Samhita transliteration nonaccented

indravāyū ime sutā upa prayobhirā gatam ǀ

indavo vāmuśanti hi ǁ

Padapatha Devanagari Accented

इन्द्र॑वायू॒ इति॑ । इ॒मे । सु॒ताः । उप॑ । प्रयः॑ऽभिः । आ । ग॒त॒म् ।

इन्द॑वः । वा॒म् । उ॒शन्ति॑ । हि ॥

Padapatha Devanagari Nonaccented

इन्द्रवायू इति । इमे । सुताः । उप । प्रयःऽभिः । आ । गतम् ।

इन्दवः । वाम् । उशन्ति । हि ॥

Padapatha transliteration accented

índravāyū íti ǀ imé ǀ sutā́ḥ ǀ úpa ǀ práyaḥ-bhiḥ ǀ ā́ ǀ gatam ǀ

índavaḥ ǀ vām ǀ uśánti ǀ hí ǁ

Padapatha transliteration nonaccented

indravāyū iti ǀ ime ǀ sutāḥ ǀ upa ǀ prayaḥ-bhiḥ ǀ ā ǀ gatam ǀ

indavaḥ ǀ vām ǀ uśanti ǀ hi ǁ

interlinear translation

O Indra and Vayu [1], these are [2] pressed out [3], come [7] here [4] with delight [5], for [11] Indu (energies of Soma) [8] are wanting [10] both of you [9].

01.002.05   (Mandala. Sukta. Rik)

1.1.03.05    (Ashtaka. Adhyaya. Varga. Rik)

01.01.014   (Mandala. Anuvaka. Rik)

Samhita Devanagari Accented

वाय॒विंद्र॑श्च चेतथः सु॒तानां॑ वाजिनीवसू ।

तावा या॑त॒मुप॑ द्र॒वत् ॥

Samhita Devanagari Nonaccented

वायविंद्रश्च चेतथः सुतानां वाजिनीवसू ।

तावा यातमुप द्रवत् ॥

Samhita transliteration accented

vā́yavíndraśca cetathaḥ sutā́nām vājinīvasū ǀ

tā́vā́ yātamúpa dravát ǁ

Samhita transliteration nonaccented

vāyavindraśca cetathaḥ sutānām vājinīvasū ǀ

tāvā yātamupa dravat ǁ

Padapatha Devanagari Accented

वायो॒ इति॑ । इन्द्रः॑ । च॒ । चे॒त॒थः॒ । सु॒ताना॑म् । वा॒जि॒नी॒व॒सू॒ इति॑ वाजिनीऽवसू ।

तौ । आ । या॒त॒म् । उप॑ । द्र॒वत् ॥

Padapatha Devanagari Nonaccented

वायो इति । इन्द्रः । च । चेतथः । सुतानाम् । वाजिनीवसू इति वाजिनीऽवसू ।

तौ । आ । यातम् । उप । द्रवत् ॥

Padapatha transliteration accented

vā́yo íti ǀ índraḥ ǀ ca ǀ cetathaḥ ǀ sutā́nām ǀ vājinīvasū íti vājinī-vasū ǀ

táu ǀ ā́ ǀ yātam ǀ úpa ǀ dravát ǁ

Padapatha transliteration nonaccented

vāyo iti ǀ indraḥ ǀ ca ǀ cetathaḥ ǀ sutānām ǀ vājinīvasū iti vājinī-vasū ǀ

tau ǀ ā ǀ yātam ǀ upa ǀ dravat ǁ

interlinear translation

O Vayu [1] and [3] Indra [2], be conscious [4] of pressed out [5], you who are rich with plenitude [6], both of you [7] come [9] running [11].

01.002.06   (Mandala. Sukta. Rik)

1.1.04.01    (Ashtaka. Adhyaya. Varga. Rik)

01.01.015   (Mandala. Anuvaka. Rik)

Samhita Devanagari Accented

वाय॒विंद्र॑श्च सुन्व॒त आ या॑त॒मुप॑ निष्कृ॒तं ।

म॒क्ष्वि१॒॑त्था धि॒या न॑रा ॥

Samhita Devanagari Nonaccented

वायविंद्रश्च सुन्वत आ यातमुप निष्कृतं ।

मक्ष्वित्था धिया नरा ॥

Samhita transliteration accented

vā́yavíndraśca sunvatá ā́ yātamúpa niṣkṛtám ǀ

makṣvítthā́ dhiyā́ narā ǁ

Samhita transliteration nonaccented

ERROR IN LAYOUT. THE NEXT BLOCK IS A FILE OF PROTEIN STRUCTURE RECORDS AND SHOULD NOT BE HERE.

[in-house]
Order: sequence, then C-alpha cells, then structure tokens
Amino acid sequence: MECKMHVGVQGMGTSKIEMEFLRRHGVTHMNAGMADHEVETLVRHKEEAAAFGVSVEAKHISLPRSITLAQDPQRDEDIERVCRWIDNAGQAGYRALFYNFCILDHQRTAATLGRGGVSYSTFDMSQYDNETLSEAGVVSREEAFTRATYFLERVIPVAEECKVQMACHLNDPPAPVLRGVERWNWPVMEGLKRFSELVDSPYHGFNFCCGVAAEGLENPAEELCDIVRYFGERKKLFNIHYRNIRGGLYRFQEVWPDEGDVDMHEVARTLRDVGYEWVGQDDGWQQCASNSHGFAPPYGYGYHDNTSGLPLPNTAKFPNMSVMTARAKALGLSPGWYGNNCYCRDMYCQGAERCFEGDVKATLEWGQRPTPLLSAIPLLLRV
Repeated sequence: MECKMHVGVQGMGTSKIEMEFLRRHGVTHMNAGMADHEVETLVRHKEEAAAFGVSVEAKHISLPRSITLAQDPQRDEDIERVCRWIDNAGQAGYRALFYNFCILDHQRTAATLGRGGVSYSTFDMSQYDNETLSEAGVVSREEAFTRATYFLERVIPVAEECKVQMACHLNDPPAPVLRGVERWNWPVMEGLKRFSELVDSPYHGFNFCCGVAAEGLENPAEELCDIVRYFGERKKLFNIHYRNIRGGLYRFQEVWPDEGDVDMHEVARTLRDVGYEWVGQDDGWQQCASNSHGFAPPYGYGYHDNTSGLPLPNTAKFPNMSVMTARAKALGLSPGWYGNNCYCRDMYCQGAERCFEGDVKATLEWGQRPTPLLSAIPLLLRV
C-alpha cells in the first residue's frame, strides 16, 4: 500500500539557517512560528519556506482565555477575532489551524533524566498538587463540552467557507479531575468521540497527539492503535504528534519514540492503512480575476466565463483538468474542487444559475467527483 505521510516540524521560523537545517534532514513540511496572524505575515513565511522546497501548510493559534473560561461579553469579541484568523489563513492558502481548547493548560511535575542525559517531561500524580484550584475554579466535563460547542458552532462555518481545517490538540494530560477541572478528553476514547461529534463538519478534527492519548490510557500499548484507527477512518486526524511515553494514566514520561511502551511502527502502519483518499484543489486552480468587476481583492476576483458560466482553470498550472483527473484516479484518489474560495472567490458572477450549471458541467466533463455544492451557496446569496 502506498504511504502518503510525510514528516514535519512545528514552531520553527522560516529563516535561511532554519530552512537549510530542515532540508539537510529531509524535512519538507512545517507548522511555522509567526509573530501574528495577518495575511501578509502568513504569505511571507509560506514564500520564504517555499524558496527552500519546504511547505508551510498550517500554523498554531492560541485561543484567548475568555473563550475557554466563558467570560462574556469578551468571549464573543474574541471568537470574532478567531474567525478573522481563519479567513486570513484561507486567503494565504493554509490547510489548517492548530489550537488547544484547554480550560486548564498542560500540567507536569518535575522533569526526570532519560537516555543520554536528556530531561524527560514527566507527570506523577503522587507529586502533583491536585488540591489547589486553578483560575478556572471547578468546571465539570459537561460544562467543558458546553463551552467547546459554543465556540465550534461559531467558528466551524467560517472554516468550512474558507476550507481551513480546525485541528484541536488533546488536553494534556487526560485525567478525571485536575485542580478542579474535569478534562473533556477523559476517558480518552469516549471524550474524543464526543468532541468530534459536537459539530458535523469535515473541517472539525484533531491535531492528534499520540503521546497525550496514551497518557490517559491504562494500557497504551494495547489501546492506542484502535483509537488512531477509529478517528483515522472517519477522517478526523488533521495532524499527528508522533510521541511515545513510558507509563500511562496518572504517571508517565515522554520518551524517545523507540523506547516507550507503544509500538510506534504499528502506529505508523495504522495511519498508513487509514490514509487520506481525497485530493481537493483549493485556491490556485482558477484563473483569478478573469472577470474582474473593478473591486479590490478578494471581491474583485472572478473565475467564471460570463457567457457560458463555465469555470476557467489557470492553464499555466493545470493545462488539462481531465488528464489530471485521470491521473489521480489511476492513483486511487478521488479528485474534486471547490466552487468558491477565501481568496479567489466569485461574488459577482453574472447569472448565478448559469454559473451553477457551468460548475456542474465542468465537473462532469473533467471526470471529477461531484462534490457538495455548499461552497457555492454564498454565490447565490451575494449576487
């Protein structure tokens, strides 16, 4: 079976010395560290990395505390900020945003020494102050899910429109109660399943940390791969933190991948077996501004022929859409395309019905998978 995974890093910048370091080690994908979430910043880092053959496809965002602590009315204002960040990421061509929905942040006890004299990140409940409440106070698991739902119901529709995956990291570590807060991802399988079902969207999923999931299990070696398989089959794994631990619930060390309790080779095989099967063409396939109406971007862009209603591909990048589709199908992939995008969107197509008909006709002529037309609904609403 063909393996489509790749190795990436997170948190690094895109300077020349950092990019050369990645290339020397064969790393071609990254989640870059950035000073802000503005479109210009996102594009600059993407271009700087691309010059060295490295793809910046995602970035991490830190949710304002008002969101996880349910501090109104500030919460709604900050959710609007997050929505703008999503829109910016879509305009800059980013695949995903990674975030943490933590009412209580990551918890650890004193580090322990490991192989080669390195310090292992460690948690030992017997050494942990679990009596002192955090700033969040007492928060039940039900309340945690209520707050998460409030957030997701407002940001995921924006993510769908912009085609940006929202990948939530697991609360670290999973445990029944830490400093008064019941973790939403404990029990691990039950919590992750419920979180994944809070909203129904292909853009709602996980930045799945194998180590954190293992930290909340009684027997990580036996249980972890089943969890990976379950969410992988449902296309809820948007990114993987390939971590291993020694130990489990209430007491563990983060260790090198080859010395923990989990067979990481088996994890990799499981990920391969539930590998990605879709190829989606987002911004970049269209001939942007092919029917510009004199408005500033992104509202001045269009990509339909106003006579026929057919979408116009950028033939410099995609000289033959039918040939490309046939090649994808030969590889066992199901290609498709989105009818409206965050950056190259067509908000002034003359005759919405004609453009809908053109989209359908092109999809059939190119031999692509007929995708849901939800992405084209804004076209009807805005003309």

vāyavindraśca sunvata ā yātamupa niṣkṛtam ǀ

makṣvitthā dhiyā narā ǁ

Padapatha Devanagari Accented

वायो॒ इति॑ । इन्द्रः॑ । च॒ । सु॒न्व॒तः । आ । या॒त॒म् । उप॑ । निः॒ऽकृ॒तम् ।

म॒क्षु । इ॒त्था । धि॒या । न॒रा॒ ॥

Padapatha Devanagari Nonaccented

वायो इति । इन्द्रः । च । सुन्वतः । आ । यातम् । उप । निःऽकृतम् ।

मक्षु । इत्था । धिया । नरा ॥

Padapatha transliteration accented

vā́yo íti ǀ índraḥ ǀ ca ǀ sunvatáḥ ǀ ā́ ǀ yātam ǀ úpa ǀ niḥ-kṛtám ǀ

makṣú ǀ itthā́ ǀ dhiyā́ ǀ narā ǁ

Padapatha transliteration nonaccented

vāyo iti ǀ indraḥ ǀ ca ǀ sunvataḥ ǀ ā ǀ yātam ǀ upa ǀ niḥ-kṛtam ǀ

makṣu ǀ itthā ǀ dhiyā ǀ narā ǁ

interlinear translation

O Vayu [1] and [3] Indra [2], come [6] to [7] the perfected {offering} [8] of the presser [4] so [10] quickly [9] by thought [11], o Strong Ones [12].

01.002.07   (Mandala. Sukta. Rik)

1.1.04.02    (Ashtaka. Adhyaya. Varga. Rik)

01.01.016   (Mandala. Anuvaka. Rik)

Samhita Devanagari Accented

मि॒त्रं हु॑वे पू॒तद॑क्षं॒ वरु॑णं च रि॒शाद॑सं ।

धियं॑ घृ॒ताचीं॒ साधं॑ता ॥

Samhita Devanagari Nonaccented

मित्रं हुवे पूतदक्षं वरुणं च रिशादसं ।

धियं घृताचीं साधंता ॥

Samhita transliteration accented

mitrám huve pūtádakṣam váruṇam ca riśā́dasam ǀ

dhíyam ghṛtā́cīm sā́dhantā ǁ

Samhita transliteration nonaccented

mitram huve pūtadakṣam varuṇam ca riśādasam ǀ

dhiyam ghṛtācīm sādhantā ǁ

Padapatha Devanagari Accented

मि॒त्रम् । हु॒वे॒ । पू॒तऽद॑क्षम् । वरु॑णम् । च॒ । रि॒शाद॑सम् ।

धिय॑म् । घृ॒ताची॑म् । साध॑न्ता ॥

Padapatha Devanagari Nonaccented

मित्रम् । हुवे । पूतऽदक्षम् । वरुणम् । च । रिशादसम् ।

धियम् । घृताचीम् । साधन्ता ॥

Padapatha transliteration accented

mitrám ǀ huve ǀ pūtá-dakṣam ǀ váruṇam ǀ ca ǀ riśā́dasam ǀ

dhíyam ǀ ghṛtā́cīm ǀ sā́dhantā ǁ

Padapatha transliteration nonaccented

mitram ǀ huve ǀ pūta-dakṣam ǀ varuṇam ǀ ca ǀ riśādasam ǀ

dhiyam ǀ ghṛtācīm ǀ sādhantā ǁ

interlinear translation

Mitra [1] { I } call [2], who have the purified judgment [3], and [5] Varuna [4], who destroys the adversary [6], who {both} accomplishing [9] the luminous [8] thought [7].

01.002.08   (Mandala. Sukta. Rik)

1.1.04.03    (Ashtaka. Adhyaya. Varga. Rik)

01.01.017   (Mandala. Anuvaka. Rik)

Samhita Devanagari Accented

ऋ॒तेन॑ मित्रावरुणावृतावृधावृतस्पृशा ।

क्रतुं॑ बृ॒हंत॑माशाथे ॥

Samhita Devanagari Nonaccented

ऋतेन मित्रावरुणावृतावृधावृतस्पृशा ।

क्रतुं बृहंतमाशाथे ॥

Samhita transliteration accented

ṛténa mitrāvaruṇāvṛtāvṛdhāvṛtaspṛśā ǀ

krátum bṛhántamāśāthe ǁ

Samhita transliteration nonaccented

ṛtena mitrāvaruṇāvṛtāvṛdhāvṛtaspṛśā ǀ

kratum bṛhantamāśāthe ǁ

Padapatha Devanagari Accented

ऋ॒तेन॑ । मि॒त्रा॒व॒रु॒णौ॒ । ऋ॒त॒ऽवृ॒धौ॒ । ऋ॒त॒ऽस्पृ॒शा॒ ।

क्रतु॑म् । बृ॒हन्त॑म् । आ॒शा॒थे॒ इति॑ ॥

Padapatha Devanagari Nonaccented

ऋतेन । मित्रावरुणौ । ऋतऽवृधौ । ऋतऽस्पृशा ।

क्रतुम् । बृहन्तम् । आशाथे इति ॥

Padapatha transliteration accented

ṛténa ǀ mitrāvaruṇau ǀ ṛta-vṛdhau ǀ ṛta-spṛśā ǀ

krátum ǀ bṛhántam ǀ āśāthe íti ǁ

Padapatha transliteration nonaccented

ṛtena ǀ mitrāvaruṇau ǀ ṛta-vṛdhau ǀ ṛta-spṛśā ǀ

kratum ǀ bṛhantam ǀ āśāthe iti ǁ